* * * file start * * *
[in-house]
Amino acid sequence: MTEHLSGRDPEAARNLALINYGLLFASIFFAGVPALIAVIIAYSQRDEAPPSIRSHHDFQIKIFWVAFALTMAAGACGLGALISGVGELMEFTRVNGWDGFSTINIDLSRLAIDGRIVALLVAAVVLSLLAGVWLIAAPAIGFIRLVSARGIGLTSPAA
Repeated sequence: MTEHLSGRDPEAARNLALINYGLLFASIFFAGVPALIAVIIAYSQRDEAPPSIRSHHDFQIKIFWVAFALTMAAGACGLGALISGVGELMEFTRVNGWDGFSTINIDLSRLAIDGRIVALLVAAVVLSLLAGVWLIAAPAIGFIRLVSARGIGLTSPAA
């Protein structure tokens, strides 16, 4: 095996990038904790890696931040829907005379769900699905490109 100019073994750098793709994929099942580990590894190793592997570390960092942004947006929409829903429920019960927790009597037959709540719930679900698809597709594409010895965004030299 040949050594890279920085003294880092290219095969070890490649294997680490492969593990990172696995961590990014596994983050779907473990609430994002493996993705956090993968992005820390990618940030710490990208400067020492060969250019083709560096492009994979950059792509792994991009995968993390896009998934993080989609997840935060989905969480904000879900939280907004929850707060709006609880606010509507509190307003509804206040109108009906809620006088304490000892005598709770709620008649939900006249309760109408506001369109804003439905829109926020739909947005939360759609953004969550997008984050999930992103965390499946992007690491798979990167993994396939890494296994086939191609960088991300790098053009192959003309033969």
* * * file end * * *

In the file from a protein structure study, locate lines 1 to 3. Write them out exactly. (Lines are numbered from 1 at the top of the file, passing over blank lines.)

[in-house]
Amino acid sequence: MTEHLSGRDPEAARNLALINYGLLFASIFFAGVPALIAVIIAYSQRDEAPPSIRSHHDFQIKIFWVAFALTMAAGACGLGALISGVGELMEFTRVNGWDGFSTINIDLSRLAIDGRIVALLVAAVVLSLLAGVWLIAAPAIGFIRLVSARGIGLTSPAA
Repeated sequence: MTEHLSGRDPEAARNLALINYGLLFASIFFAGVPALIAVIIAYSQRDEAPPSIRSHHDFQIKIFWVAFALTMAAGACGLGALISGVGELMEFTRVNGWDGFSTINIDLSRLAIDGRIVALLVAAVVLSLLAGVWLIAAPAIGFIRLVSARGIGLTSPAA